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Students pledge to remain ethical

Jan. 31, 2001

Alliance seeks to improve workplace



When Baylor seniors graduate this spring, they will set off in search of jobs that fulfill their goals, degrees and expectations. When seniors at Indiana's Manchester College graduate, more than half of them will search for jobs that not only fulfill their degrees and goals, but also their moral standards.

Manchester, an independent liberal arts college of about 1,100 students, started supporting the Graduation Pledge Alliance in 1988 and became the headquarters for the program in 1996. The Graduation Pledge Alliance is a voluntary pledge asking supporters to think about the ethical implications of taking a job. The pledge states: 'I pledge to explore and take into account the social and environmental consequences of any job I consider and will try to improve these aspects of any organizations for which I work,' Neil Wollman, the pledge coordinator, said. 'The pledge was begun for students who, after graduation, wanted to carry on the values their school represented. Students agree that they will look into jobs or change their workplaces morally and environmentally for the better.'

Wollman said the program, which was begun at California's Humboldt State University in 1987, lost participation in the mid-90s until Manchester took over the program.

'We had 50 schools involved last year in some way or another,' Wollman said. 'We are expecting anywhere from 70 to 100 schools to participate this year.'

Individual schools decide how their students participate in the program. Wollman said that most schools find on-campus sponsors for the pledge. Students can either simply sign a pledge sheet or take the pledge a step further, as Manchester students do.

'Our students wear ribbons at graduation and receive a wallet-sized card with the pledge on it,' Wollman said. 'Then when they look in their wallet, they remember their pledge.'

The program encourages students to determine for themselves what they consider to be socially and environmentally responsible. According to the Graduation Pledge Alliance Web site, pledge takers have traditionally not taken jobs with companies that neglect or violate such issues as human rights, environmental responsibility, sweatshop labor and weapons manufacture.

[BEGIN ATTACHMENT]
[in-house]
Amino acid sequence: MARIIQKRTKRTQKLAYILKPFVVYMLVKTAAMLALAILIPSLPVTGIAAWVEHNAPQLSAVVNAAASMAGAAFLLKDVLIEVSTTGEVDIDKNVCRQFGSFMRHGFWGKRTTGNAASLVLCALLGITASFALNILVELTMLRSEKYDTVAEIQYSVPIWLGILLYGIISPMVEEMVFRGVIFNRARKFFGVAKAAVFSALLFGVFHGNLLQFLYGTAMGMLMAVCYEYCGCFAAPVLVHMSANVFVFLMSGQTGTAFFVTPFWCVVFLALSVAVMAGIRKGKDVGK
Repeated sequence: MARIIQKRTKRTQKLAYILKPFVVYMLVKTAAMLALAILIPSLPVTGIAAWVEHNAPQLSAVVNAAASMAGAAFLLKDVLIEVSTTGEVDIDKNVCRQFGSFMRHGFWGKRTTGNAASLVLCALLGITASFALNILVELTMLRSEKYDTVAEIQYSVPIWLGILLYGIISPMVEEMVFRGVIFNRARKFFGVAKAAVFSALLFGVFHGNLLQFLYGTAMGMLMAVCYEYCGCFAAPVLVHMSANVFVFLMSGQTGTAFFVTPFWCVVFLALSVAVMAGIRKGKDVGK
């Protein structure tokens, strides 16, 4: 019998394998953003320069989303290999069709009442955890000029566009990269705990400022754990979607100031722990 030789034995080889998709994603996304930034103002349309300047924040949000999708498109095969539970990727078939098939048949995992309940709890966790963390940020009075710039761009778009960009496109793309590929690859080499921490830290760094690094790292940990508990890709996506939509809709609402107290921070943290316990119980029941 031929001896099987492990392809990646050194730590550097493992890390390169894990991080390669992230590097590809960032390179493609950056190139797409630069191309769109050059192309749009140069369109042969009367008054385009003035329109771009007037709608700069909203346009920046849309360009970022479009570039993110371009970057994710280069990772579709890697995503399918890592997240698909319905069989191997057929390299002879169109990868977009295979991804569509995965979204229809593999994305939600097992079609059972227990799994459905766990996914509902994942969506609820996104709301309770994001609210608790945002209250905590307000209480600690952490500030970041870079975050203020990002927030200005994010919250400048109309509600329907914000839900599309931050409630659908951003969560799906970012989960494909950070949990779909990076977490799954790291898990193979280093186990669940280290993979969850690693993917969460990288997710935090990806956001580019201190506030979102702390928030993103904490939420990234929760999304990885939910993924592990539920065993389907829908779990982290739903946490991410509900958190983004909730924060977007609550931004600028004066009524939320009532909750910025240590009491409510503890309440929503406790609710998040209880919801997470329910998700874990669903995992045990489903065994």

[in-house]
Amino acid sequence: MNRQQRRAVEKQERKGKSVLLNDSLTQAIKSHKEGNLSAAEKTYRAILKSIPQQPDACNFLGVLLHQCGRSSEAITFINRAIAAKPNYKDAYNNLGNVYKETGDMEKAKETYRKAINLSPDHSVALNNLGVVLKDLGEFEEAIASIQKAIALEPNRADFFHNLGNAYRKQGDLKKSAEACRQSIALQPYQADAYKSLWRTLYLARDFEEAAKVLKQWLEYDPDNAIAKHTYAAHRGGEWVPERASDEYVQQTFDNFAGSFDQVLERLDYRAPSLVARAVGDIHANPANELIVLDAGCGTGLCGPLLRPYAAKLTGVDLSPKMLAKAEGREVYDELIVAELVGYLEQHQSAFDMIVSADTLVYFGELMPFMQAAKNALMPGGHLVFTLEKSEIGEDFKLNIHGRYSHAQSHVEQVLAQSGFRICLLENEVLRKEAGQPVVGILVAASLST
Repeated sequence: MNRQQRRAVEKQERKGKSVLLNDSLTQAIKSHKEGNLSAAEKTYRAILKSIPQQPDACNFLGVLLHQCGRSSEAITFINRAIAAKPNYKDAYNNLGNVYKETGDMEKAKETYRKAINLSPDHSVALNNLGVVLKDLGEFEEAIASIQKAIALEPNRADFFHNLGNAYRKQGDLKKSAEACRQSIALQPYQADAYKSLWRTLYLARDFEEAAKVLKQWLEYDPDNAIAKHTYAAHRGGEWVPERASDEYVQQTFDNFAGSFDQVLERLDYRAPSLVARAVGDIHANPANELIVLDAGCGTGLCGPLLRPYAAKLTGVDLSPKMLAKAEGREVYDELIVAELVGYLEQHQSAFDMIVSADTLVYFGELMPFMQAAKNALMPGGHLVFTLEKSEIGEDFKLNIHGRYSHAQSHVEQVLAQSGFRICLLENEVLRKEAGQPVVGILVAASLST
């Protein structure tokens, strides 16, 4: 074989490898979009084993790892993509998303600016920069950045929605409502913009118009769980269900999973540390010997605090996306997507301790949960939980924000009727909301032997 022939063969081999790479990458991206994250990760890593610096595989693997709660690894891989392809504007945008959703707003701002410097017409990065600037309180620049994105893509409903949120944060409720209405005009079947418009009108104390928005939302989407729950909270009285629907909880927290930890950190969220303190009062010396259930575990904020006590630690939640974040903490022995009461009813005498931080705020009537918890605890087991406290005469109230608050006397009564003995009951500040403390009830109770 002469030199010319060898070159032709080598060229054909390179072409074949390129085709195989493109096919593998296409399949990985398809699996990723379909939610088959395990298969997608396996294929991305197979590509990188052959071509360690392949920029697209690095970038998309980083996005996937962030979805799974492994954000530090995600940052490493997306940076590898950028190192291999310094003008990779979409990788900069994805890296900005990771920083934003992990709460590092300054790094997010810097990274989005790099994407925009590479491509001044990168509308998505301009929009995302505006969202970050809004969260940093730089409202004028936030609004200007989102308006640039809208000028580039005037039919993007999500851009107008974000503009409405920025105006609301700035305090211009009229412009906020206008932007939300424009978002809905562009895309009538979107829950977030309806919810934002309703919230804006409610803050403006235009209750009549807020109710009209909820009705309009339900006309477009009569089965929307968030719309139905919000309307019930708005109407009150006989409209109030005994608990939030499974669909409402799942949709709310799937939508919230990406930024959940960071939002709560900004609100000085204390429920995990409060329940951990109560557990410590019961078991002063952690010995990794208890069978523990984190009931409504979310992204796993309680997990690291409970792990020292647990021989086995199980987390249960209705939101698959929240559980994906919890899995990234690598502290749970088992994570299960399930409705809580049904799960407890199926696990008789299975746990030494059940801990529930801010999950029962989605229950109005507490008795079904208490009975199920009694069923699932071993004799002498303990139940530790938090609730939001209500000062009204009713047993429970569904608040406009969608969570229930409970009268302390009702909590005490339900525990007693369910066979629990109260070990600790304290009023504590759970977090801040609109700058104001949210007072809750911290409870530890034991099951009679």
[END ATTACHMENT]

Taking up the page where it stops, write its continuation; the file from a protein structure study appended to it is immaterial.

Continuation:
The project emphasizes that pledge takers should not turn down jobs in businesses or occupations they like but do not meet their ethical standards. They should instead work to bring about positive social and environmental changes in that company's policies.

Manchester reports that graduates who have taken the pledge have promoted recycling at their organizations, removed racist language from a training manual and worked for gender equality in high school athletics. The results of a Manchester survey found that one student convinced her employer to refuse a chemical weapons contract.

Baylor student Rebecca Drennen, a Houston senior, said she believes the pledge is a worthy effort. She said that signing the pledge would make her think twice about some jobs if she 'thought that their attitude or complete vision gave off any negativity about work ethic or promoted racism.'

Last year, students at the University of Kansas, Harvard University, Massachusetts Institute of Technology, and the University of Notre Dame all participated in the project. Wollman said he has received contact from students representing nearly 40 colleges and universities interested in supporting the program this spring. He believes that the effort can have a positive effect on society.

'If enough schools participate, then corporations will be worried graduates will ask about these issues and they will change their workplaces,' Wollman said. 'If enough people participate, it could have a major effect on society and increase concern of social and environmental issues.'

Students or organizations that are interested in participating in the project should e-mail Wollman at or visit the Manchester

Web site for more information.

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